National Academy Action Collaborative on Clinician Well-Being and Resilience Launches New Resource Hub

Burnout is a syndrome characterized by a high degree of emotional exhaustion and depersonalization (i.e. cynicism) and a low sense of personal accomplishment at work. Burnout is nearly twice as prevalent among physicians as compared to US workers in other fields and US nurses report similarly high levels of burnout and emotional exhaustion. Medical trainees also experience a high prevalence of burnout and depression as compared to rates of age-similar individuals pursuing other careers.

Clinician burnout can have serious, wide-ranging consequences, from reduced job performance to—in the most extreme cases—medical error and clinician suicide. The ramifications of clinician burnout also extend to patients in measureable ways. One study involving US surgeons found burnout to be an independent predictor of reporting a recent major medical error and average burnout levels among hospital nurses are independent predictors of health care-associated infection.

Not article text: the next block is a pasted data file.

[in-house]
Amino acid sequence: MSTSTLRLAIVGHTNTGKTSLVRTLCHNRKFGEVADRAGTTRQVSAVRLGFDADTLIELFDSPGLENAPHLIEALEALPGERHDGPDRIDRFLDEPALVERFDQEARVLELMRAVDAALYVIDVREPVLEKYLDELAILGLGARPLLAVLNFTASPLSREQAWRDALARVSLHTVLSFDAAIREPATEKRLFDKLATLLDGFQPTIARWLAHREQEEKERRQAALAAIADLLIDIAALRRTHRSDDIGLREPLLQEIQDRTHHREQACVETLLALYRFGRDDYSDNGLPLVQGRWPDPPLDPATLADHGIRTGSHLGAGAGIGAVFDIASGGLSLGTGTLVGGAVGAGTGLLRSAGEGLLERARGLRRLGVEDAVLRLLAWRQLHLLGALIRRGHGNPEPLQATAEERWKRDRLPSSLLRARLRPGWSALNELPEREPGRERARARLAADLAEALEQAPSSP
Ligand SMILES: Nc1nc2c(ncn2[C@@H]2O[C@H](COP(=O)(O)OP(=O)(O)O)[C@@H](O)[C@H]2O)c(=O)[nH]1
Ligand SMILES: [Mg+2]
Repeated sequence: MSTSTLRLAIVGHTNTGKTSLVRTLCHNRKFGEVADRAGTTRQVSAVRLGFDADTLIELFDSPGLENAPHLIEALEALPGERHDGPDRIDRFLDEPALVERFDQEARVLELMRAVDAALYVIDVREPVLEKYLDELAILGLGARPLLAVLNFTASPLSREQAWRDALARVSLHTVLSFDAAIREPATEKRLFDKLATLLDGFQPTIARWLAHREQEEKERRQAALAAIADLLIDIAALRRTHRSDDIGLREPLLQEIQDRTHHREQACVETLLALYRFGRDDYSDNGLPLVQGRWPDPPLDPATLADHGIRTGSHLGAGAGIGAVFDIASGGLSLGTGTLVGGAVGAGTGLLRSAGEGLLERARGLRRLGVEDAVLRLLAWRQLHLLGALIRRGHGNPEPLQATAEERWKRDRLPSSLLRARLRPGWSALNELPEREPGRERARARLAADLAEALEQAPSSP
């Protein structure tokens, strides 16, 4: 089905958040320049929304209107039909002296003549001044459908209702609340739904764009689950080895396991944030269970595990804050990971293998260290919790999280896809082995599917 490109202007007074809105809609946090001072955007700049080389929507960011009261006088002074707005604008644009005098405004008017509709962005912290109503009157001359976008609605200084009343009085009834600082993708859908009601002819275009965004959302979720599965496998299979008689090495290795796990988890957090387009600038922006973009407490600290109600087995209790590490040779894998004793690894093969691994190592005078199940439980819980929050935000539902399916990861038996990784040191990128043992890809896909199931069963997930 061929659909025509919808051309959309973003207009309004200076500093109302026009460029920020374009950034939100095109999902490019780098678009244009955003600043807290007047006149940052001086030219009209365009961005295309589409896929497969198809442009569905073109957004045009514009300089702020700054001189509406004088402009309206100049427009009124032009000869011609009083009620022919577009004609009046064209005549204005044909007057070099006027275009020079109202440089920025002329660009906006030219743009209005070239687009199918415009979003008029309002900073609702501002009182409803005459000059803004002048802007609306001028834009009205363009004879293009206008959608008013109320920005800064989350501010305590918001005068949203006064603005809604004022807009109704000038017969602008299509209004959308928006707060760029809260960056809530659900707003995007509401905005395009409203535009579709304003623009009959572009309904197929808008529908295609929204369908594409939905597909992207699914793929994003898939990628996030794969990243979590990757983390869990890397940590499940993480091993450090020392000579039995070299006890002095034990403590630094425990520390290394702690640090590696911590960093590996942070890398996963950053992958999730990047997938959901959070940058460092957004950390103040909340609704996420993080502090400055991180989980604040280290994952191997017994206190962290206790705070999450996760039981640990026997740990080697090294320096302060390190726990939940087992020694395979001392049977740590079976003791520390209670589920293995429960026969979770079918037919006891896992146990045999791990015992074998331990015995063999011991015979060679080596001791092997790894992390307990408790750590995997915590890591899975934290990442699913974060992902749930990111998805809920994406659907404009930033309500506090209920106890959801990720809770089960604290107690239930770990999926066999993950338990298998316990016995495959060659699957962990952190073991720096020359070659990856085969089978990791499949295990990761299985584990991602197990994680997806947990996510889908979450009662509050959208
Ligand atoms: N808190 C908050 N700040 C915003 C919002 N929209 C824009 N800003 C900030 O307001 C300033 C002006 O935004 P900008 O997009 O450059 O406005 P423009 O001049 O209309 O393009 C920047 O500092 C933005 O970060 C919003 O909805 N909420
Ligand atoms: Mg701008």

Combating clinician burnout requires sustained attention and action at the organizational, state, and national levels. Leadership is instrumental in improving the environments within which clinicians practice.  Leaders in medicine around the country have a responsibility to build a culture that supports clinician well-being by developing and implementing programs that address the drivers of burnout and providing resources to promote resilience and self-care.

The National Academy of Medicine’s Action Collaborative on Clinician Well-Being and Resilience is a network of more than 50 organizations committed to reversing trends in clinician burnout. Goals for the Action Collaborative include: (1) Improve baseline understanding of challenges to clinician well-being; (2) Raise the visibility of clinician stress and burnout; and (3) Elevate evidence-based, multidisciplinary solutions that will improve patient care by caring for the caregiver.

Visit the Resource Hub here